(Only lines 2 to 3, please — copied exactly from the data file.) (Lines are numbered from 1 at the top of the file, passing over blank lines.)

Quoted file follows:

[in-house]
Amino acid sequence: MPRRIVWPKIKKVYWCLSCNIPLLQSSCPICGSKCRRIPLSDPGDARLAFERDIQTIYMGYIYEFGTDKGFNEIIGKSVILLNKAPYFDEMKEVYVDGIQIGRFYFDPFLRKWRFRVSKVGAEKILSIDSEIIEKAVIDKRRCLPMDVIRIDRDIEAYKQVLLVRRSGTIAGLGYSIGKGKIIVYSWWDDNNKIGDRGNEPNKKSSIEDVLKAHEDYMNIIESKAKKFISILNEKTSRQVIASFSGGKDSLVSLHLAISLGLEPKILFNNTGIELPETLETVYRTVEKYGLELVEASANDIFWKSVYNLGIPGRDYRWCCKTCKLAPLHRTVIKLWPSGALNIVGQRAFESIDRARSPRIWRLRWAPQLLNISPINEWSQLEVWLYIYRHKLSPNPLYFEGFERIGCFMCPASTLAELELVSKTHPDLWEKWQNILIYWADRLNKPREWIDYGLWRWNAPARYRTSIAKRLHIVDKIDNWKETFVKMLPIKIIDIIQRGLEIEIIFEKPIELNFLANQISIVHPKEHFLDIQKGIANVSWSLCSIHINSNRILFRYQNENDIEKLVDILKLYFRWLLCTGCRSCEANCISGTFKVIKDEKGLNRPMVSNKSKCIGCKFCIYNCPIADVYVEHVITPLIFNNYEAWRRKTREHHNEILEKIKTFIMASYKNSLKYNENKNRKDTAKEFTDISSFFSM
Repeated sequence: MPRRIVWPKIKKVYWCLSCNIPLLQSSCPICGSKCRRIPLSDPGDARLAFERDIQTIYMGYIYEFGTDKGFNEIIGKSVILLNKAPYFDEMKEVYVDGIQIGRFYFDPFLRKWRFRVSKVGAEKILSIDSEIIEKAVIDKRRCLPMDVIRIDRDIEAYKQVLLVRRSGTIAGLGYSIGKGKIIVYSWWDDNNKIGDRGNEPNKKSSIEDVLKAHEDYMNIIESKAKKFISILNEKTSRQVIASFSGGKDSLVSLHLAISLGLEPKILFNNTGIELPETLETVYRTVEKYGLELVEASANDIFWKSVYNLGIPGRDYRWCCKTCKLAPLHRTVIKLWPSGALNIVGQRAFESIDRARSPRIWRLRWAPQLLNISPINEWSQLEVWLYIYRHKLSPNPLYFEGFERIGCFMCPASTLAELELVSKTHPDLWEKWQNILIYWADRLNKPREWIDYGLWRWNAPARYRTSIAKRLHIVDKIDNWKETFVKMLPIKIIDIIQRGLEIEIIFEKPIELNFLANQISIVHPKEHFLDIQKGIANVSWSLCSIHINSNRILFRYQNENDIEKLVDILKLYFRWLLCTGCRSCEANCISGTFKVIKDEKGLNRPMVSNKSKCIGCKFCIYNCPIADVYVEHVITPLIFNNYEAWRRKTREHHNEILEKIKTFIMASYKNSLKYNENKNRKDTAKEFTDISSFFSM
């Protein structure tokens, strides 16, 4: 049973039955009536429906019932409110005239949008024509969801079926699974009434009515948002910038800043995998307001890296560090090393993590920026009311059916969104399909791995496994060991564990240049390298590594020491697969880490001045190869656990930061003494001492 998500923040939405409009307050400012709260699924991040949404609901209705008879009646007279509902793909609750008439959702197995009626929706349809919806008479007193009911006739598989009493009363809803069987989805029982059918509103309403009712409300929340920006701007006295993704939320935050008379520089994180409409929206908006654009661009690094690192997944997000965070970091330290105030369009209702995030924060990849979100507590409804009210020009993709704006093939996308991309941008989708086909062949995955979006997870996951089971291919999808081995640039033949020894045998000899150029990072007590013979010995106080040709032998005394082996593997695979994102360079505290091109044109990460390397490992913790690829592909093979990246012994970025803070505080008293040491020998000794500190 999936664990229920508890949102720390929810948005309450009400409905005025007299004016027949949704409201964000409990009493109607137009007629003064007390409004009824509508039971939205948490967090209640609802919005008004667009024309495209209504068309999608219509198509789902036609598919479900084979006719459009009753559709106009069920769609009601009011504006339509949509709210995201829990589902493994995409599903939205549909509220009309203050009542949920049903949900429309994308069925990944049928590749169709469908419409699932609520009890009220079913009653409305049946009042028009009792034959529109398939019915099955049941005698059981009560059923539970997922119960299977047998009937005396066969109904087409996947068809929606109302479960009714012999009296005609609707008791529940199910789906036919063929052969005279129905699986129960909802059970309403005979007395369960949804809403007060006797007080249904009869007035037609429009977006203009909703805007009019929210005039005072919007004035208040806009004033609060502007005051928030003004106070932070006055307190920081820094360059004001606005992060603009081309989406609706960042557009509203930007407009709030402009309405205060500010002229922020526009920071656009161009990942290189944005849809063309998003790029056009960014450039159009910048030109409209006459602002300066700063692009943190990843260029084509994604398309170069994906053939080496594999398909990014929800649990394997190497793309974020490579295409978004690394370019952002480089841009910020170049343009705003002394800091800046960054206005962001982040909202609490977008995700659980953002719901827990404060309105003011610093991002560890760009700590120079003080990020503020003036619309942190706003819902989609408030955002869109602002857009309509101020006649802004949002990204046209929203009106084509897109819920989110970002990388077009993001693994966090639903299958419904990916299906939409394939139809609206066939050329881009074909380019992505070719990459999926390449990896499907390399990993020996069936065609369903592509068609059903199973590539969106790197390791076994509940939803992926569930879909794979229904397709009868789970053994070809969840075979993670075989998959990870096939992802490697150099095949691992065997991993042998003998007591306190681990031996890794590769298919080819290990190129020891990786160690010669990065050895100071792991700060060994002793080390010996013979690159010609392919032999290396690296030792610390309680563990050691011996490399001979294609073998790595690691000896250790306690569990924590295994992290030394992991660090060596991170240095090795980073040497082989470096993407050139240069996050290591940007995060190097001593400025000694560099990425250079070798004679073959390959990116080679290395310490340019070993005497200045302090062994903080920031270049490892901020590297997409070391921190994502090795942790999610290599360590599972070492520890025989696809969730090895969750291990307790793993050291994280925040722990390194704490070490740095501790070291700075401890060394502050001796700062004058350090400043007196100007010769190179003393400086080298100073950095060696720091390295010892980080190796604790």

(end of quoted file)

Amino acid sequence: MPRRIVWPKIKKVYWCLSCNIPLLQSSCPICGSKCRRIPLSDPGDARLAFERDIQTIYMGYIYEFGTDKGFNEIIGKSVILLNKAPYFDEMKEVYVDGIQIGRFYFDPFLRKWRFRVSKVGAEKILSIDSEIIEKAVIDKRRCLPMDVIRIDRDIEAYKQVLLVRRSGTIAGLGYSIGKGKIIVYSWWDDNNKIGDRGNEPNKKSSIEDVLKAHEDYMNIIESKAKKFISILNEKTSRQVIASFSGGKDSLVSLHLAISLGLEPKILFNNTGIELPETLETVYRTVEKYGLELVEASANDIFWKSVYNLGIPGRDYRWCCKTCKLAPLHRTVIKLWPSGALNIVGQRAFESIDRARSPRIWRLRWAPQLLNISPINEWSQLEVWLYIYRHKLSPNPLYFEGFERIGCFMCPASTLAELELVSKTHPDLWEKWQNILIYWADRLNKPREWIDYGLWRWNAPARYRTSIAKRLHIVDKIDNWKETFVKMLPIKIIDIIQRGLEIEIIFEKPIELNFLANQISIVHPKEHFLDIQKGIANVSWSLCSIHINSNRILFRYQNENDIEKLVDILKLYFRWLLCTGCRSCEANCISGTFKVIKDEKGLNRPMVSNKSKCIGCKFCIYNCPIADVYVEHVITPLIFNNYEAWRRKTREHHNEILEKIKTFIMASYKNSLKYNENKNRKDTAKEFTDISSFFSM
Repeated sequence: MPRRIVWPKIKKVYWCLSCNIPLLQSSCPICGSKCRRIPLSDPGDARLAFERDIQTIYMGYIYEFGTDKGFNEIIGKSVILLNKAPYFDEMKEVYVDGIQIGRFYFDPFLRKWRFRVSKVGAEKILSIDSEIIEKAVIDKRRCLPMDVIRIDRDIEAYKQVLLVRRSGTIAGLGYSIGKGKIIVYSWWDDNNKIGDRGNEPNKKSSIEDVLKAHEDYMNIIESKAKKFISILNEKTSRQVIASFSGGKDSLVSLHLAISLGLEPKILFNNTGIELPETLETVYRTVEKYGLELVEASANDIFWKSVYNLGIPGRDYRWCCKTCKLAPLHRTVIKLWPSGALNIVGQRAFESIDRARSPRIWRLRWAPQLLNISPINEWSQLEVWLYIYRHKLSPNPLYFEGFERIGCFMCPASTLAELELVSKTHPDLWEKWQNILIYWADRLNKPREWIDYGLWRWNAPARYRTSIAKRLHIVDKIDNWKETFVKMLPIKIIDIIQRGLEIEIIFEKPIELNFLANQISIVHPKEHFLDIQKGIANVSWSLCSIHINSNRILFRYQNENDIEKLVDILKLYFRWLLCTGCRSCEANCISGTFKVIKDEKGLNRPMVSNKSKCIGCKFCIYNCPIADVYVEHVITPLIFNNYEAWRRKTREHHNEILEKIKTFIMASYKNSLKYNENKNRKDTAKEFTDISSFFSM